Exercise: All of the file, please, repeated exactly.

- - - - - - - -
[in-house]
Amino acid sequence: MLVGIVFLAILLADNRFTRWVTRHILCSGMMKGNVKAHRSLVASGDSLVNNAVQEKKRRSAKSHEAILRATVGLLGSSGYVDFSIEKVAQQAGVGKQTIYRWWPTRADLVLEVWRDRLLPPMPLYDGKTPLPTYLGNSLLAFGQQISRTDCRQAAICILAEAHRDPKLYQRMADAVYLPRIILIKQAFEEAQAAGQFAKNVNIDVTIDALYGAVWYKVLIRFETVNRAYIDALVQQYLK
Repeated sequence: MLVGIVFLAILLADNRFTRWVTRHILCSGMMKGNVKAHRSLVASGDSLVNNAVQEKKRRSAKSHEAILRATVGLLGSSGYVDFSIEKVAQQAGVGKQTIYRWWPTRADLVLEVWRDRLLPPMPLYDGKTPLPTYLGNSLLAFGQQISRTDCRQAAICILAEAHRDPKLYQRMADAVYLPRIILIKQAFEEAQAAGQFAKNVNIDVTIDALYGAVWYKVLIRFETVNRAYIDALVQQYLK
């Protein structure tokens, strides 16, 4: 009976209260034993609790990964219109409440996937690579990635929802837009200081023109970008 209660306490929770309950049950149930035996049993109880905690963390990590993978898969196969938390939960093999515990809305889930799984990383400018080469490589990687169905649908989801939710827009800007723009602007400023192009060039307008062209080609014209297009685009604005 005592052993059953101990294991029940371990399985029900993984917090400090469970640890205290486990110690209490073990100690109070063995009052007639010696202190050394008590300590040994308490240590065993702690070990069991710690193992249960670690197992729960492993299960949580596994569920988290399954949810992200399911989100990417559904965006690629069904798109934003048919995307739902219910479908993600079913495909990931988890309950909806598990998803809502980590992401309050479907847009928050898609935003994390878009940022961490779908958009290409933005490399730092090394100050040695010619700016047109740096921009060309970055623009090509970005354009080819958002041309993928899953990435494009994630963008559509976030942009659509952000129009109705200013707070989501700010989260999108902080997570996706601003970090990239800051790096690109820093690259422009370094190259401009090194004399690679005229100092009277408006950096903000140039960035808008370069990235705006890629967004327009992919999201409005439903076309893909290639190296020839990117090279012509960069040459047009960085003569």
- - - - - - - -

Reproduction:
[in-house]
Amino acid sequence: MLVGIVFLAILLADNRFTRWVTRHILCSGMMKGNVKAHRSLVASGDSLVNNAVQEKKRRSAKSHEAILRATVGLLGSSGYVDFSIEKVAQQAGVGKQTIYRWWPTRADLVLEVWRDRLLPPMPLYDGKTPLPTYLGNSLLAFGQQISRTDCRQAAICILAEAHRDPKLYQRMADAVYLPRIILIKQAFEEAQAAGQFAKNVNIDVTIDALYGAVWYKVLIRFETVNRAYIDALVQQYLK
Repeated sequence: MLVGIVFLAILLADNRFTRWVTRHILCSGMMKGNVKAHRSLVASGDSLVNNAVQEKKRRSAKSHEAILRATVGLLGSSGYVDFSIEKVAQQAGVGKQTIYRWWPTRADLVLEVWRDRLLPPMPLYDGKTPLPTYLGNSLLAFGQQISRTDCRQAAICILAEAHRDPKLYQRMADAVYLPRIILIKQAFEEAQAAGQFAKNVNIDVTIDALYGAVWYKVLIRFETVNRAYIDALVQQYLK
């Protein structure tokens, strides 16, 4: 009976209260034993609790990964219109409440996937690579990635929802837009200081023109970008 209660306490929770309950049950149930035996049993109880905690963390990590993978898969196969938390939960093999515990809305889930799984990383400018080469490589990687169905649908989801939710827009800007723009602007400023192009060039307008062209080609014209297009685009604005 005592052993059953101990294991029940371990399985029900993984917090400090469970640890205290486990110690209490073990100690109070063995009052007639010696202190050394008590300590040994308490240590065993702690070990069991710690193992249960670690197992729960492993299960949580596994569920988290399954949810992200399911989100990417559904965006690629069904798109934003048919995307739902219910479908993600079913495909990931988890309950909806598990998803809502980590992401309050479907847009928050898609935003994390878009940022961490779908958009290409933005490399730092090394100050040695010619700016047109740096921009060309970055623009090509970005354009080819958002041309993928899953990435494009994630963008559509976030942009659509952000129009109705200013707070989501700010989260999108902080997570996706601003970090990239800051790096690109820093690259422009370094190259401009090194004399690679005229100092009277408006950096903000140039960035808008370069990235705006890629967004327009992919999201409005439903076309893909290639190296020839990117090279012509960069040459047009960085003569």